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Marine Ecology Progress Series

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MEPS 714:71-86 (2023)  -  DOI:

Effects of habitat on predation of ecologically important sea urchin species on east coast Australian temperate reefs in tethering experiments

Jeremy Day1,2,*, Nathan A. Knott2, David Ayre3, Maria Byrne4

1School of Environmental and Life Sciences, University of Newcastle, NSW 2258, Australia
2NSW Department of Primary Industries, Fisheries Research, 4 Woollamia Road, Huskisson NSW 2540, Australia
3School of Earth, Atmospheric and Life Sciences, University of Wollongong, NSW 2500, Australia
4School of Life and Environmental Sciences, University of Sydney, NSW 2006, Australia
*Corresponding author:

ABSTRACT: The expansion and persistence of urchin-dominated habitats at the expense of macroalgal cover has long been of interest in marine ecology. Macroalgal habitats are considered to harbor a high abundance of urchin predators that protect these habitats from grazing. We tested this concept using tethering experiments in south-eastern Australia to investigate whether predation on urchins is higher and faster within macroalgal habitats (dense seaweed) than in barrens-mosaic habitats (primarily bare rock with the presence of turfing algae, ascidians and macroalgae). We also assessed whether the sympatric species, the diadematoid Centrostephanus rodgersii and the echinometrid Heliocidaris erythrogramma differ in the rates at which they are preyed upon. As smaller urchins are generally considered to be easier prey, we also investigated the influence of urchin size on predation risk. We tethered a total of 96 urchins (48 C. rodgersii and 48 H. erythrogramma) in macroalgal and barrens-mosaic habitats at 4 locations (n = 24 of each species per habitat) and revisited the tethers to record mortality. A damage index assigned to urchin remains was used to infer likely sources of predation (lobster or fish), and we recorded predators in the area. We found no difference in predation between habitat types. Urchins persisted significantly longer at one location where we recorded a less diverse predator guild. Overall, we found no evidence that habitat, urchin species or size play a role in predicting rates of predation on urchins. Our observations suggest that the local predator guild plays an important role in determining predation rates on urchins.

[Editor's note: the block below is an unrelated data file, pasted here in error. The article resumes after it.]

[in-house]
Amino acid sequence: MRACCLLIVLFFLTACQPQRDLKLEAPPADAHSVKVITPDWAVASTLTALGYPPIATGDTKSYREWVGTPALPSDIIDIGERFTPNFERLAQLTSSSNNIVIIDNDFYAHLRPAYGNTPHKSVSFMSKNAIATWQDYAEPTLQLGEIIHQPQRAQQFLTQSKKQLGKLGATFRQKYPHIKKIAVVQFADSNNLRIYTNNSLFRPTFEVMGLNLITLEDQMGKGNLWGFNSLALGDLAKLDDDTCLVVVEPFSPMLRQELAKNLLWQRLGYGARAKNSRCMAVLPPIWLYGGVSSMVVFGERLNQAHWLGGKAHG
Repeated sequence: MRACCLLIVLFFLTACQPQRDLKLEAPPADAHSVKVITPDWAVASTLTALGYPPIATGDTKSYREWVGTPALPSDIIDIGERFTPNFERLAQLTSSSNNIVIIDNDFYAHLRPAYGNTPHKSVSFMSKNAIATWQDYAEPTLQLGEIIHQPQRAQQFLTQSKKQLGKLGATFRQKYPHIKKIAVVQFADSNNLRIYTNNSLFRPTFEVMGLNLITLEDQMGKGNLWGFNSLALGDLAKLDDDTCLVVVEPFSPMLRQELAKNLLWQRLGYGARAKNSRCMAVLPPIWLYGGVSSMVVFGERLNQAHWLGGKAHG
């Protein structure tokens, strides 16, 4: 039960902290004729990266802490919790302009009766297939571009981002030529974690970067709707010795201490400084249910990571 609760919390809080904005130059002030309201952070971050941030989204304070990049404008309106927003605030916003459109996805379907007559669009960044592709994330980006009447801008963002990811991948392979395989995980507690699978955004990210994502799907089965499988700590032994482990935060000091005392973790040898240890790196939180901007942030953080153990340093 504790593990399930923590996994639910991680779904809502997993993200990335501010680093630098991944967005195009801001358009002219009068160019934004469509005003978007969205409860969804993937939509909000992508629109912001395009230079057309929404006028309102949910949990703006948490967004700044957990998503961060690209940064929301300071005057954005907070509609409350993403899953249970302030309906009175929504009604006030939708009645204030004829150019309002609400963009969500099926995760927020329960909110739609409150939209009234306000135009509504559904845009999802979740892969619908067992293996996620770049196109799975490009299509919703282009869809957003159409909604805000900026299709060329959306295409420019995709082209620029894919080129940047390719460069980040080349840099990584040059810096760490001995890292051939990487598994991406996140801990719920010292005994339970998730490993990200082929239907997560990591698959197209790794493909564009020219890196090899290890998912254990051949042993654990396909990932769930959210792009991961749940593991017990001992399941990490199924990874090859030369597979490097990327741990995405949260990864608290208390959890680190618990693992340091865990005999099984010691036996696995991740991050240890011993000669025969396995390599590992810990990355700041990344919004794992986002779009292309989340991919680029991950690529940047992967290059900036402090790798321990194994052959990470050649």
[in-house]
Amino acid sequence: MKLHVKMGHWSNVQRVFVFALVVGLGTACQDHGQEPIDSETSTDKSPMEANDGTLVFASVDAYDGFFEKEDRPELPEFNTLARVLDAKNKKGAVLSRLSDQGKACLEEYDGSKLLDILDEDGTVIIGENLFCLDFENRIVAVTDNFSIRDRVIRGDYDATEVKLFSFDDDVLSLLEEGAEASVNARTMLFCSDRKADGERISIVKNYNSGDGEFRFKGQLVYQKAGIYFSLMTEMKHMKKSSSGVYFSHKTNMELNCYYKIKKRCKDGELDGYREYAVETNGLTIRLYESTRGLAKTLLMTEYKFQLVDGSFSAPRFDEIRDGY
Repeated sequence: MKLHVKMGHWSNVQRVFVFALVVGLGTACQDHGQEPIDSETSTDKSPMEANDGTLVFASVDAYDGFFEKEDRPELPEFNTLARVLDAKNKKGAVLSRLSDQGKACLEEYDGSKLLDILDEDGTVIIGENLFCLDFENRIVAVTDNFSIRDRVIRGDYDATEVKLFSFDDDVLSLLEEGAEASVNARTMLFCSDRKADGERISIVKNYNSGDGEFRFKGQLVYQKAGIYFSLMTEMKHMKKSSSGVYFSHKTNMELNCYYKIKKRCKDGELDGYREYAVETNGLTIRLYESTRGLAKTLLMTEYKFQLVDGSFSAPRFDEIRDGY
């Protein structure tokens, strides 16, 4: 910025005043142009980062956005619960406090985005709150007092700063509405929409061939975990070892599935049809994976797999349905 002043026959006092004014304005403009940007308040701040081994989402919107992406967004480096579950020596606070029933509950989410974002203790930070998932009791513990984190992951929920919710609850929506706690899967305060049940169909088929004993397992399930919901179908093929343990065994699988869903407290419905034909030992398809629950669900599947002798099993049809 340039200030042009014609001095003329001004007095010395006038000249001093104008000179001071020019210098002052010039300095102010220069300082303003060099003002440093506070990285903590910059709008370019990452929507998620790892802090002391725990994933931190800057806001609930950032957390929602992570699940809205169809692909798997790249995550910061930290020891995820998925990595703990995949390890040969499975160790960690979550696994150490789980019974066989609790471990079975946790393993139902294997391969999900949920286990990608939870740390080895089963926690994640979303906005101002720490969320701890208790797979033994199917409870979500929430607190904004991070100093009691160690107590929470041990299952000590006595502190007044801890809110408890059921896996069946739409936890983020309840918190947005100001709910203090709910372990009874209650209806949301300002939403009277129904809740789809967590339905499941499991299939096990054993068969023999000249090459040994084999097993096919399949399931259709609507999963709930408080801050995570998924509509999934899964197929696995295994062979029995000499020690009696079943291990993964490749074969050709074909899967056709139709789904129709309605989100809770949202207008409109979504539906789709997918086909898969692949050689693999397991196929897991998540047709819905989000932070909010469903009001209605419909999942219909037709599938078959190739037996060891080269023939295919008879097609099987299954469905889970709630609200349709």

KEY WORDS:Centrostephanus rodgersii · Heliocidaris erythrogramma · Diadematoid · Echinometrid · Echinoidea · Macroalgae · Urchin barrens · New South Wales

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Cite this article as: Day J, Knott NA, Ayre D, Byrne M (2023) Effects of habitat on predation of ecologically important sea urchin species on east coast Australian temperate reefs in tethering experiments. Mar Ecol Prog Ser 714:71-86.

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